My Lords, I hope that the Government will take this away, consider whether there is a way of adapting to some of the valid points made on these amendments and, if necessary, come back at Third Reading—when, I suspect, any further government amendments would be welcome.
I will briefly raise a question that I have already raised with the noble Baroness’s private office, which is how Clause 9 on overseas funding relates to a substantial clause of the National Security Bill, which had its Second Reading yesterday. It seems in some respects to overlap or possibly duplicate it. We have to be very careful about the potential to ask universities to supply further information, answer reports and weigh down their central administration. We already have the National Security and Investment Act, which lays down a number of obligations on universities, which they are fulfilling—justified but additional burdens. This Bill and the National Security Bill will potentially add a further layer of detailed reporting by universities to government, which I am not sure government will be entirely capable of handling. I wish to mark that before those two Bills pass: we should be very clear that they are compatible with and complement, rather than contradict, each other.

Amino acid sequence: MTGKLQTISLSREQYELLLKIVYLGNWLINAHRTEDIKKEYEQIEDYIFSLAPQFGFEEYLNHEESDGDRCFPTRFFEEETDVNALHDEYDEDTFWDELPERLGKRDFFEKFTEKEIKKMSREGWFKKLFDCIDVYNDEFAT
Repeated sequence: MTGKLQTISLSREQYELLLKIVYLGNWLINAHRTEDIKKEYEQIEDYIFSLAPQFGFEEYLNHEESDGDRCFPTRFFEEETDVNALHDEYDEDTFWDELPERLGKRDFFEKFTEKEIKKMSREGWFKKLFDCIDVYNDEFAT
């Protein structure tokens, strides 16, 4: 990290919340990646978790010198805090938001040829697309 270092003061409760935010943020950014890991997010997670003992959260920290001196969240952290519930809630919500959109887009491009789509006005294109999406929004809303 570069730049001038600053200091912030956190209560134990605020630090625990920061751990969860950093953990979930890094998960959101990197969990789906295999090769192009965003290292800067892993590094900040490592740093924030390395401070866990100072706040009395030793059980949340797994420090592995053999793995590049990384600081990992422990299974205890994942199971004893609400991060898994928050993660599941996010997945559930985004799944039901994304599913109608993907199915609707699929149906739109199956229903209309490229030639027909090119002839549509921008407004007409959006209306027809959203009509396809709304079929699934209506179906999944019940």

Having said that, the question of funding and student unions wants looking at. I was not aware that there is significant overseas funding for student unions. I suppose it is possible that the Chinese, Saudi or even Russian Governments could decide that covert funding of student unions would be a way to influence the British debate, so perhaps there is a half-justification for this. But these Benches, having talked to a number of student unions, are concerned about these small, underfunded bodies, which have a very rapid turnover of officers—as is their nature—having burdens placed on them that are heavier than they can cope with and are not justified by the situation. I mark that as a caveat and hope that the Government take it back for further consideration.